Wednesday, August 20, 2014

Searching for the Animal Reservoir(s) of MERS-CoV

The World Organisation for Animal Health (OIE), organized in the 1920s, is an international organization of member countries established to promote global transparency of animal diseases, to collect scientific information relating to international animal disease control, and to develop standards for international trade of animals and animal products. The OIE is also tasked with disseminating information about emerging zoonotic diseases that have the potential for transmission to humans.

Recently, the OIE provided a summary of its current understanding of the Middle East Respiratory Syndrome Coronavirus (MERS-CoV) in Update August 2014 - Questions & Answers on Middle East Respiratory Syndrome Coronavirus (MERS-CoV). This update provides general information about the MERS-CoV, but also has a detailed discussion about potential animal reservoirs for this coronavirus.

Several patterns or mode of human transmission of MERS have been identified by the World Health Organization. Human MERS infections can be transmitted in hospital settings and through close human to human contact. Both of these transmission settings require an infected individual. It is uncertain how the initial MERS cases in these situations became infected. These sporadic or community acquired infections could result from an environmental source or direct or indirect contact with animals.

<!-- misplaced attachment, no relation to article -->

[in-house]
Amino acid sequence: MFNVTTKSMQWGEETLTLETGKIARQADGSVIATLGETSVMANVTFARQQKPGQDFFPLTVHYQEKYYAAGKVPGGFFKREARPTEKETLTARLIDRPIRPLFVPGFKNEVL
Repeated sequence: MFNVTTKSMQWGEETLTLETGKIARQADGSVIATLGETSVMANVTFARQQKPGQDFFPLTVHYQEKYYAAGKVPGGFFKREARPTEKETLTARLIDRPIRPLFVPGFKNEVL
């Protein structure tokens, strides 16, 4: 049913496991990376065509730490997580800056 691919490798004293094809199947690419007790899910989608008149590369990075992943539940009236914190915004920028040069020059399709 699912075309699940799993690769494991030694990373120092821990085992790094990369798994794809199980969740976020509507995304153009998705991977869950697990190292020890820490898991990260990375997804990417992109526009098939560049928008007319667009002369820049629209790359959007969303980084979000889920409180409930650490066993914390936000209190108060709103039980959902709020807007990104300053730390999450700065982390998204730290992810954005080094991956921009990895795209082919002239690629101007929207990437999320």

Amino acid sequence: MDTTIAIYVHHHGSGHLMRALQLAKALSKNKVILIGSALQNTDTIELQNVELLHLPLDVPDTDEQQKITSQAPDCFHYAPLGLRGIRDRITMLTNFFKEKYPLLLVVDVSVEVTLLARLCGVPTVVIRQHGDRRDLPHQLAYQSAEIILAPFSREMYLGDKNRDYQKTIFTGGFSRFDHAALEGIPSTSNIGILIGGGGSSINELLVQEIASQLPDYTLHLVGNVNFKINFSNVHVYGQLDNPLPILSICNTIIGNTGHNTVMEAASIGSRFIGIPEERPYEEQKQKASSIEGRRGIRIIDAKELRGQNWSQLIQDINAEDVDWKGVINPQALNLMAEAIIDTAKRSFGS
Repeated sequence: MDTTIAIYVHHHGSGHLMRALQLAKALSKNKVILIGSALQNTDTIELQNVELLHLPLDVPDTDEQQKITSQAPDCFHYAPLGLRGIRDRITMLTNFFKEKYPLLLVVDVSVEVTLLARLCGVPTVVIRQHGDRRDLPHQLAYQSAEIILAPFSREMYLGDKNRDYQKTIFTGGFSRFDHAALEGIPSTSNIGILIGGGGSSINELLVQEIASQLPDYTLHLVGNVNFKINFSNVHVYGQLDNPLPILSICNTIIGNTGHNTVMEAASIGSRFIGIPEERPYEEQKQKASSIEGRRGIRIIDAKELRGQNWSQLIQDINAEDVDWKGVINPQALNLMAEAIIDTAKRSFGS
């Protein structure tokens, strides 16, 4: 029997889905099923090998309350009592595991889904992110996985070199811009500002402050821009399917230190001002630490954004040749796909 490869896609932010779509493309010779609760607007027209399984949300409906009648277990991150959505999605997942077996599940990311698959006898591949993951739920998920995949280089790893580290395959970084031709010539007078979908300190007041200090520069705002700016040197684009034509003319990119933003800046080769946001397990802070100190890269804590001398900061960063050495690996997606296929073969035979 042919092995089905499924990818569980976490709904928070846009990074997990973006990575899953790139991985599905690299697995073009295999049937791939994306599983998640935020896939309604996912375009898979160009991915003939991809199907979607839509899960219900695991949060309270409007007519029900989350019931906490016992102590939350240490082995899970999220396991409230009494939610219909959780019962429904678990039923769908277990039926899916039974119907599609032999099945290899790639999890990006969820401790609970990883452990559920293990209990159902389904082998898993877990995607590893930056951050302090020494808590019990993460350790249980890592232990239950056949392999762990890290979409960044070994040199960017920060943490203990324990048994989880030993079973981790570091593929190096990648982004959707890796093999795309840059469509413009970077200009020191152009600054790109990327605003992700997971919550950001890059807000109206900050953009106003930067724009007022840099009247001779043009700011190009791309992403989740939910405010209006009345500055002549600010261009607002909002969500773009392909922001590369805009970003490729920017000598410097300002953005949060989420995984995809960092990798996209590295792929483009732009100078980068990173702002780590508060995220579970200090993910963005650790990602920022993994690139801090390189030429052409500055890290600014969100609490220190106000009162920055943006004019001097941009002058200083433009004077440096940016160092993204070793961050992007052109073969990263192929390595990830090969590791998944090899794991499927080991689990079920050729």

The OIE points out that there is strong evidence that camels may be an animal host for this coronavirus, but perhaps not the only host. A number of confirmed MERS human cases had contact with camel or exposure to camels or camel products prior to infection. But not all sporadic MERS cases can be linked to camel or camel product exposure. The OIE specifically states “there remains the possibility that other animal species may be involved in the maintenance and transmission of the MERS-CoV”. The OIE concludes that more scientific research is necessary to determine whether other animal species, besides camels, may represent primary or intermediate hosts for MERS-CoV.

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